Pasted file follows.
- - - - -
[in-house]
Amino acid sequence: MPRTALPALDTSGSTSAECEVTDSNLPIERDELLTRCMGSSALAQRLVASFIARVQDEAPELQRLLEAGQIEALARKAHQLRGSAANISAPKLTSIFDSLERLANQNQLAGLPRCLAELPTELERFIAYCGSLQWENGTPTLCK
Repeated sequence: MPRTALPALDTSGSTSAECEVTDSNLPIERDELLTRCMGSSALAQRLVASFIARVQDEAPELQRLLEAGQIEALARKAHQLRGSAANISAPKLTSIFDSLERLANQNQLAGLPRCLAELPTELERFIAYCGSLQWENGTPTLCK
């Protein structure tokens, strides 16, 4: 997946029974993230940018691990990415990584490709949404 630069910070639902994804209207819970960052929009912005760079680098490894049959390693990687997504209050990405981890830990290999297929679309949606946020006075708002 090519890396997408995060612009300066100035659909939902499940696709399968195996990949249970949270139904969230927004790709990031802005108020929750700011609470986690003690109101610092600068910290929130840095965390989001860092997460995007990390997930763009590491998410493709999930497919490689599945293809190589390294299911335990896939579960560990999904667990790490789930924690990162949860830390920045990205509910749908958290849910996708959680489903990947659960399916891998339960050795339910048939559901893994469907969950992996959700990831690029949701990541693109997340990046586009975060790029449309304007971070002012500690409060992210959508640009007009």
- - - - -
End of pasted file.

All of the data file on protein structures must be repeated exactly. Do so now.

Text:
[in-house]
Amino acid sequence: MPRTALPALDTSGSTSAECEVTDSNLPIERDELLTRCMGSSALAQRLVASFIARVQDEAPELQRLLEAGQIEALARKAHQLRGSAANISAPKLTSIFDSLERLANQNQLAGLPRCLAELPTELERFIAYCGSLQWENGTPTLCK
Repeated sequence: MPRTALPALDTSGSTSAECEVTDSNLPIERDELLTRCMGSSALAQRLVASFIARVQDEAPELQRLLEAGQIEALARKAHQLRGSAANISAPKLTSIFDSLERLANQNQLAGLPRCLAELPTELERFIAYCGSLQWENGTPTLCK
């Protein structure tokens, strides 16, 4: 997946029974993230940018691990990415990584490709949404 630069910070639902994804209207819970960052929009912005760079680098490894049959390693990687997504209050990405981890830990290999297929679309949606946020006075708002 090519890396997408995060612009300066100035659909939902499940696709399968195996990949249970949270139904969230927004790709990031802005108020929750700011609470986690003690109101610092600068910290929130840095965390989001860092997460995007990390997930763009590491998410493709999930497919490689599945293809190589390294299911335990896939579960560990999904667990790490789930924690990162949860830390920045990205509910749908958290849910996708959680489903990947659960399916891998339960050795339910048939559901893994469907969950992996959700990831690029949701990541693109997340990046586009975060790029449309304007971070002012500690409060992210959508640009007009």